Causes of Heart Disease in Dogs

Heart disease can either be something a dog is born with or have develop during its life. Heart disease that develops during the life of a dog is a result of one or several of the following causes:

  • Heartworm infection from mosquitoes
  • Genetics
  • Various bacterial, viral and protozoal infections
  • Vitamin and mineral deficiencies
  • Toxins
  • Various medications
  • Tumors
  • Unknown

Dogs that have congenital heart disease can develop it in utero from one or several of the following causes:

  • Genetics
  • Medications taken by the pregnant mother
  • Environmental factors
  • Infection
  • Poisoning
  • Poor nutrition
  • Unknown

Diagnosing Heart Disease in Dogs

Since heart disease can easily go unnoticed, early stages of it may only be detected by your veterinarian. A full physical examination will be performed and your dog's breed, history, and any symptoms you are seeing or hearing at home will be taken into consideration. A stethoscope will be used to listen to your dog's heart and determine if a murmur or abnormal rhythm is able to be heard. If heart disease is suspected, chest X-rays, blood tests including a heartworm test, and an echocardiogram may be recommended. An electrocardiogram (ECG) may also be warranted depending on the type of heart disease that is suspected.

Treatment of Heart Disease in Dogs

Once heart disease is diagnosed, a treatment plan specific to the type of heart disease your dog has will be discussed. Heartworm disease is curable but requires strong medications to kill the heartworms inside your dog. Injections alongside pain medications are typically used and hospitalization to monitor for breathing difficulties may also be recommended. Other types of heart disease usually require life long monitoring with X-rays, echocardiograms, and ECG's as well as various medications. For some types of heart disease, surgery to fix a defect or remove a tumor may be an option.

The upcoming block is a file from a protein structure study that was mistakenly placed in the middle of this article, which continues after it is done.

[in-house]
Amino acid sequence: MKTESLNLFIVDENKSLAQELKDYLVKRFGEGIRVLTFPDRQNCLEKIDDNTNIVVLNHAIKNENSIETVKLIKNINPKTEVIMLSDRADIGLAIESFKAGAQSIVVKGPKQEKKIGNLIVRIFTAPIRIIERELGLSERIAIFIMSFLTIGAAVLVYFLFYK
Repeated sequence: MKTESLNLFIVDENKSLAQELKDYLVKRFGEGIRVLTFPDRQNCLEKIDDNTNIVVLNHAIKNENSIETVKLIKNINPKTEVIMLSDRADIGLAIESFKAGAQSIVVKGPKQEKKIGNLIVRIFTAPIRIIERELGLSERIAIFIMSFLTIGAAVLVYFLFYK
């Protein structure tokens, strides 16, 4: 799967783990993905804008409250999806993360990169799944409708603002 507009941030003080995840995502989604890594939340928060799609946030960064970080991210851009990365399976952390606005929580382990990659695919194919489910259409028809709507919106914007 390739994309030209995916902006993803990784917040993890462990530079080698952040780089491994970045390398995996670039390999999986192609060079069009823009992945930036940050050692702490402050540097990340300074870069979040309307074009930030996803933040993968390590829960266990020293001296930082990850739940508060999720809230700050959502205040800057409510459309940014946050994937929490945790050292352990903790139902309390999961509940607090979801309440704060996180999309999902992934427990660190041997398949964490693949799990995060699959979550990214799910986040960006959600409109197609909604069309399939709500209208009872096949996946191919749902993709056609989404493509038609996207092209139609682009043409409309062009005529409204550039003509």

How to Prevent Heart Disease in Dogs

If you are looking at getting a dog breed that is known to be more likely to develop heart disease than others, be sure to ask the breeder questions about the parents of your future dog. Dogs with genetic heart disease should not be bred.

Heartworm prevention should be administered year-round to all dogs to prevent heartworm disease, omega-3 fatty acids can be given to support heart health, and quality dog foods that follow the American Association of Feed Control Officials (AAFCO) guidelines should be fed to help avoid nutritional deficiencies. If you have a concern for specific nutritional deficiencies that are known to contribute to heart disease, such as carnitine and taurine, discuss which diet may be best for your specific dog. Medications with known side effects on the heart should not be administered without the need for them and avoiding exposure to toxins and contaminated areas should always occur.

At Risk Breeds for Heart Disease

Some dog breeds are known to be more likely to develop heart disease. These include:

If you suspect your pet is sick, call your vet immediately. For health-related questions, always consult your veterinarian, as they have examined your pet, know the pet's health history, and can make the best recommendations for your pet.
Article Sources